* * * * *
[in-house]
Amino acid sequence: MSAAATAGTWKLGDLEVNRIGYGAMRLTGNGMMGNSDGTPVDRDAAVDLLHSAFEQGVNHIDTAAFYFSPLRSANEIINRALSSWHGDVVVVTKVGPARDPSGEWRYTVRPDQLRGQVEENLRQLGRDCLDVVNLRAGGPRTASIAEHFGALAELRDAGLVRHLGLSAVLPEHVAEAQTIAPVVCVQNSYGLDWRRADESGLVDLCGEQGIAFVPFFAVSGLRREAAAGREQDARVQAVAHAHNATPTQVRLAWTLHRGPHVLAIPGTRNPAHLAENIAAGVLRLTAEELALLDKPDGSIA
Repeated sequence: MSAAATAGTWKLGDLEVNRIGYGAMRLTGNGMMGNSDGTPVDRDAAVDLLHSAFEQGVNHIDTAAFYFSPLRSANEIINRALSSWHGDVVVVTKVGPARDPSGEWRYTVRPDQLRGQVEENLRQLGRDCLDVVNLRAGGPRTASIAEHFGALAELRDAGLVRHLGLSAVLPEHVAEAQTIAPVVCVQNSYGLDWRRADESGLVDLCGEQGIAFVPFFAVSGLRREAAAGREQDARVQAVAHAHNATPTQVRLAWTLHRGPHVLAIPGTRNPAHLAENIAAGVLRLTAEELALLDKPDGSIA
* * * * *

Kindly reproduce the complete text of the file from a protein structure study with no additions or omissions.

[in-house]
Amino acid sequence: MSAAATAGTWKLGDLEVNRIGYGAMRLTGNGMMGNSDGTPVDRDAAVDLLHSAFEQGVNHIDTAAFYFSPLRSANEIINRALSSWHGDVVVVTKVGPARDPSGEWRYTVRPDQLRGQVEENLRQLGRDCLDVVNLRAGGPRTASIAEHFGALAELRDAGLVRHLGLSAVLPEHVAEAQTIAPVVCVQNSYGLDWRRADESGLVDLCGEQGIAFVPFFAVSGLRREAAAGREQDARVQAVAHAHNATPTQVRLAWTLHRGPHVLAIPGTRNPAHLAENIAAGVLRLTAEELALLDKPDGSIA
Repeated sequence: MSAAATAGTWKLGDLEVNRIGYGAMRLTGNGMMGNSDGTPVDRDAAVDLLHSAFEQGVNHIDTAAFYFSPLRSANEIINRALSSWHGDVVVVTKVGPARDPSGEWRYTVRPDQLRGQVEENLRQLGRDCLDVVNLRAGGPRTASIAEHFGALAELRDAGLVRHLGLSAVLPEHVAEAQTIAPVVCVQNSYGLDWRRADESGLVDLCGEQGIAFVPFFAVSGLRREAAAGREQDARVQAVAHAHNATPTQVRLAWTLHRGPHVLAIPGTRNPAHLAENIAAGVLRLTAEELALLDKPDGSIA